broker, agent, or salesperson that details the probable selling price of a particular piece of real estate property and provides a varying level of detail about the property’s condition, market, and neighbor- hood, and information on compara- ble sales, but does not include an automated valuation model.” Zillow reports that in the third quarter, “more than 186 million average monthly unique users ac- cessed Zillow Group brands' mobile apps and websites, an increase of 7 percent year-over-year.” What makes these huge and growing numbers remarkable is that in 2018, existing home sales de- clined, single-family housing starts were down, and mortgage rates were up. No less amazing, how do you get 186 million unique users to visit your sites when home sales for ONLINE HOME VALUE ESTIMATES

2018 only totaled about 6.2 million new and used units? The Zillow sites — which include both and — are just one part of the online real estate marketplace. There are oth- er substantial sites, including Yahoo! Homes,,, and Leading online property sites hold vast amounts of information. A visitor can find such things as a sale price, square footage, photos, price per square foot, past sale prices, past listing prices, the number of bedrooms, and tax costs. This ma- terial — market intelligence, really — is presented in a way that’s easy for site visitors to understand, the public side of complex automated valuation models (AVMs). The catch is that online valuations — no matter how beautifully pre- sented — can differ from each other. Go to several property sites and check the value for your home. Each estimate will likely be dif-

ferent, and the gap between the highest and lowest valuations can be significant.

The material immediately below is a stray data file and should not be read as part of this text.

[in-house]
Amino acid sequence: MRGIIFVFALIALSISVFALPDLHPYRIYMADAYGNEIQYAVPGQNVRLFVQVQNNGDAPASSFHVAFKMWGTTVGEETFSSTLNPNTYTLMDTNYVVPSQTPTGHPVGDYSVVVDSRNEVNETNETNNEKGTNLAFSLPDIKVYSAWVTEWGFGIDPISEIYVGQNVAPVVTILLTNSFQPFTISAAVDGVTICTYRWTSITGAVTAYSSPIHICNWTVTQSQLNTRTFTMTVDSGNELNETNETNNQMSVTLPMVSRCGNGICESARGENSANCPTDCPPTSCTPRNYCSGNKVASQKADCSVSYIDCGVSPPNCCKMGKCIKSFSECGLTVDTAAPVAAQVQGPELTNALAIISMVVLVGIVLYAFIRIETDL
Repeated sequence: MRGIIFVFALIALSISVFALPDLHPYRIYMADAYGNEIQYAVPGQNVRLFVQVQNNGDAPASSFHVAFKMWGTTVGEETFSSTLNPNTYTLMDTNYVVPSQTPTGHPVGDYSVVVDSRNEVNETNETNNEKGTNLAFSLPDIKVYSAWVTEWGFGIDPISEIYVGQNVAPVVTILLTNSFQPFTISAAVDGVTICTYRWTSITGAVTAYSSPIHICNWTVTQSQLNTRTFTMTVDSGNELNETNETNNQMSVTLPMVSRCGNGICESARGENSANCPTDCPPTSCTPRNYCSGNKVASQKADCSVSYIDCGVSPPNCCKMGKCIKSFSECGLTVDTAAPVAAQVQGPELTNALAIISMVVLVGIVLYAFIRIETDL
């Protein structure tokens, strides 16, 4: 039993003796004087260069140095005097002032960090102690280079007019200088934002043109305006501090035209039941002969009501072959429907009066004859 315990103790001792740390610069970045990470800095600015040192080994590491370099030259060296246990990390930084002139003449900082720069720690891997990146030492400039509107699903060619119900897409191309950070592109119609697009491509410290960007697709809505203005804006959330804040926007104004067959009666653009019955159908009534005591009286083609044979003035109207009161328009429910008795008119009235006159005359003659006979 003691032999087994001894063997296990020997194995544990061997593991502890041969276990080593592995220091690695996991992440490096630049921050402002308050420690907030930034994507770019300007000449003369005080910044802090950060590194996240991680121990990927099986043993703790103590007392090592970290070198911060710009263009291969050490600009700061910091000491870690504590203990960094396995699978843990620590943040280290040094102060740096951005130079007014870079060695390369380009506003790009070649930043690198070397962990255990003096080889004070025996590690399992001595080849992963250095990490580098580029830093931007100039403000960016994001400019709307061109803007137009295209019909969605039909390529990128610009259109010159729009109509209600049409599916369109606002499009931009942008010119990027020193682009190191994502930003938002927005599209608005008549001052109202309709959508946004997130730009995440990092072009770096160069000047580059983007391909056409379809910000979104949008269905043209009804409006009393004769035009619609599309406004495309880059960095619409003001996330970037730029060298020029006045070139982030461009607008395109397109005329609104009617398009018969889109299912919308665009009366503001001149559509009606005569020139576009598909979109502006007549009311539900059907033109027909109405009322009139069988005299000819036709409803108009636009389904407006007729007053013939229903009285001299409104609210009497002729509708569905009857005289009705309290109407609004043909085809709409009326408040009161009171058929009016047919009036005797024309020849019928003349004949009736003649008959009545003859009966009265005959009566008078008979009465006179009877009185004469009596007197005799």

“AVMs are the new fraud fron- tier,” said Joan Trice, Founder and CEO of Allterra Group. Allterra Group is the parent company of such well-known industry brands as the Appraisal Buzz website, Appraisal Buzz Magazine, Valuation Expo, and the Collateral Risk Net- work. “It is just assumed the AVM is superior. Everyone is infatuated with technology. We have lost all respect for experts. How would an AVM know about the 35 cats you have in your basement?” Property sites are careful to explain that an AVM is not a sub- stitute for an appraisal. Zillow, for example, states that its Zestimate “is not an appraisal. It is a starting point in determining a home's val- ue.” It advises site visitors to also obtain a comparative market anal- ysis (CMA) as well as an appraisal and to physically visit the property when possible. If it is true that an AVM is not an appraisal, it’s also true that home value estimates are typically free, instantly available, and constantly being updated. Online AVMs are being checked and rechecked by the public, not because people are necessarily in the market to buy or sell but because home values im- pact our ego and sense of financial success. Who doesn’t like to see the estimated price of their home, especially when prices are rising? Barriers such as price (there are none) and time (online valuations are available day and night) simply don’t exist with online systems. And – not that anyone would ever do this – you can easily and anon- ymously check the pricing of your manager’s house or how much Uncle Wally paid for his home. Conflict arises when homeowners see online AVMs as a benchmark which shows a higher value than an appraisal or CMA. It must then be ex- plained by appraisers, brokers, and lenders that no, the property is not